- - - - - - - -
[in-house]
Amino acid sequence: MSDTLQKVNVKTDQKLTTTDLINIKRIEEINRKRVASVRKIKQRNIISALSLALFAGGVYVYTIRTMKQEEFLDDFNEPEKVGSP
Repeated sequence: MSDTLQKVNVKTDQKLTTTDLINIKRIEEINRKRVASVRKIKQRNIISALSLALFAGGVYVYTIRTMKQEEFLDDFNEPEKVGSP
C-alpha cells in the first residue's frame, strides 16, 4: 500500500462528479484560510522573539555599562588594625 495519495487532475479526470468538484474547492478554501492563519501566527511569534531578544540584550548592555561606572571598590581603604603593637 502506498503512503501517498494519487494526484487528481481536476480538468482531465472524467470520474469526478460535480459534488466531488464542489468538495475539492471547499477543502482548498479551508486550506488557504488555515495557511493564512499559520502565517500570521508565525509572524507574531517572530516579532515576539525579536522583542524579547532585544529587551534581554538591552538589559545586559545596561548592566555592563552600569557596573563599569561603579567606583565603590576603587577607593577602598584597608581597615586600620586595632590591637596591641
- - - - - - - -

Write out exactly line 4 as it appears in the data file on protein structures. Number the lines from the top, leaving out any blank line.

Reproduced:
C-alpha cells in the first residue's frame, strides 16, 4: 500500500462528479484560510522573539555599562588594625 495519495487532475479526470468538484474547492478554501492563519501566527511569534531578544540584550548592555561606572571598590581603604603593637 502506498503512503501517498494519487494526484487528481481536476480538468482531465472524467470520474469526478460535480459534488466531488464542489468538495475539492471547499477543502482548498479551508486550506488557504488555515495557511493564512499559520502565517500570521508565525509572524507574531517572530516579532515576539525579536522583542524579547532585544529587551534581554538591552538589559545586559545596561548592566555592563552600569557596573563599569561603579567606583565603590576603587577607593577602598584597608581597615586600620586595632590591637596591641